The Animal Protection Agency (APA) has praised Basildon Borough Council for taking a proactive stance on illegal animal trading and has issued an urgent warning to venue managers throughout Essex. Last week, one venue took the responsible action of refusing a booking from reptile market organisers and now APA and the Council are on the alert in case the organisers seek to stage an event elsewhere or next year.

It is against the law (Pet Animals Act 1951) to trade in pet animals at market stalls, as the welfare of animals cannot be safeguarded in such temporary conditions. With the assistance of APA, exotic pet markets have been largely stamped out by local councils across the UK, but reptile market organisers often misleadingly describe their events as ‘shows’ or ‘breeders meetings’. APA has therefore cautioned venue managers against accepting bookings for any reptile-related events.

A reptile market took place in Basildon in July this year, at which APA investigators filmed widespread unlawful animal trading. The organisers of the event (the Essex Reptile and Amphibian Club and the British Reptiles and Amphibians Society) had described the event as a ‘breeders meeting’ at which no commercial animal selling would take place.

Prior to the event, Basildon Council liaised closely with the APA and the venue to investigate illegal trading. The venue also worked hard to ensure that the event complied with legislation and even barred some individuals from attending. Now the venue prefers to remain unnamed as it does not wish to be associated, in any way, with activities that took place and will not accommodate any further events of this type.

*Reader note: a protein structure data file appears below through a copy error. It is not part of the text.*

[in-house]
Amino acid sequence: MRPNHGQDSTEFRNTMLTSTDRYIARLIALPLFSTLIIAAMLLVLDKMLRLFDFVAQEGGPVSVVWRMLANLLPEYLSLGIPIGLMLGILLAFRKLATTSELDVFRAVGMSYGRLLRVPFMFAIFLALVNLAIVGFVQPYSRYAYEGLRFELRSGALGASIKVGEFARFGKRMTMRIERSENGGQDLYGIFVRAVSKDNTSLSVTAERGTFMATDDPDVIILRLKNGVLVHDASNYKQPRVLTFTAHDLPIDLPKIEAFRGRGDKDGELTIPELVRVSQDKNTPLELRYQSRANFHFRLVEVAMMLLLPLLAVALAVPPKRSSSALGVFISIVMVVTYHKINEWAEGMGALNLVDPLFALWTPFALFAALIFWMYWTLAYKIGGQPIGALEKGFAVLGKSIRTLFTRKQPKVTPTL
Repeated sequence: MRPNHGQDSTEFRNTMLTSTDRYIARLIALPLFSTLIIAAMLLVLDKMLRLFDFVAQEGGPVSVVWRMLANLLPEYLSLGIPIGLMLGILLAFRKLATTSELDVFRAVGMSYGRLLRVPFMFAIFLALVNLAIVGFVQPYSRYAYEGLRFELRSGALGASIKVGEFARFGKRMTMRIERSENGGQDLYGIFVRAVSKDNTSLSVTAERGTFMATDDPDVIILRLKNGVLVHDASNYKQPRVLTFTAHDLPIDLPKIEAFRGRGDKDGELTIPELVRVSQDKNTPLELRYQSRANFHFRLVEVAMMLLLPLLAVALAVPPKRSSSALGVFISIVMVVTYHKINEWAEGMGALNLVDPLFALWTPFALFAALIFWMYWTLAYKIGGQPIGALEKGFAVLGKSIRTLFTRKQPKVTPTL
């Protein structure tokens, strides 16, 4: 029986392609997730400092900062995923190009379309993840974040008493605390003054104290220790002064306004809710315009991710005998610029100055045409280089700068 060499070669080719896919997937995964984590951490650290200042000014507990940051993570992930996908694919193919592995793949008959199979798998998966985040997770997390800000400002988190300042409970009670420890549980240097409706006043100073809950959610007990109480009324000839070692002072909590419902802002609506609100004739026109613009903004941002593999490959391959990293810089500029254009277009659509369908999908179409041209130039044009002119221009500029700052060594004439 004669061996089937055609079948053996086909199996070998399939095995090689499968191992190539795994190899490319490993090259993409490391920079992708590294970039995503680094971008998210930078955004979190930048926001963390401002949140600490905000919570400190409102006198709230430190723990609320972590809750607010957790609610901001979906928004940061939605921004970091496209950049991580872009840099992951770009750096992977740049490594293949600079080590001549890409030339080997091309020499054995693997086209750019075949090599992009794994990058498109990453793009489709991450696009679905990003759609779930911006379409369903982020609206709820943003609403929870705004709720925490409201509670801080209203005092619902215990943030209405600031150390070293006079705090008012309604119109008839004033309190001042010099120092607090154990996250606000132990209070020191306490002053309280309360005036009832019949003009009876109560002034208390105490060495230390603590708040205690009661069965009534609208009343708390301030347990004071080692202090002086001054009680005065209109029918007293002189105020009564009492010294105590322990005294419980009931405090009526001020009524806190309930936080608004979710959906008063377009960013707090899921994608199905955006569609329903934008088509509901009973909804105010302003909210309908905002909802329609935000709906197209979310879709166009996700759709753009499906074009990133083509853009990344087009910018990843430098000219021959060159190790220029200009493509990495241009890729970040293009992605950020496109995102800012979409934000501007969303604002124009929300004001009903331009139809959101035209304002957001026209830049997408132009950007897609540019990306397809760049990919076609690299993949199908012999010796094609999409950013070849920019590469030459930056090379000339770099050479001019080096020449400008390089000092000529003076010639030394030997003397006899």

The APA has commended Basildon Council for examining evidence closely, giving clear and timely advice to the venue and supporting calls for local venue managers to be cautious about accepting bookings for exotic pet markets. APA has described action taken by Basildon Council as an example of ‘best-practice’ that other Council’s should follow if faced with similar challenges.

Says Elaine Toland, Director of the Animal Protection Agency:

“By continuing to work alongside local councils and venues, we are determined to see an end to animals being sold in such shockingly poor conditions. Footage obtained by our investigators shows lizards, tortoises and snakes barely able to move in small plastic boxes with little to no temperature or humidity control. According to our research, most reptiles die within just one year in the home – sadly reptiles sold at markets are likely to die even sooner from the considerable additional stress they endure.”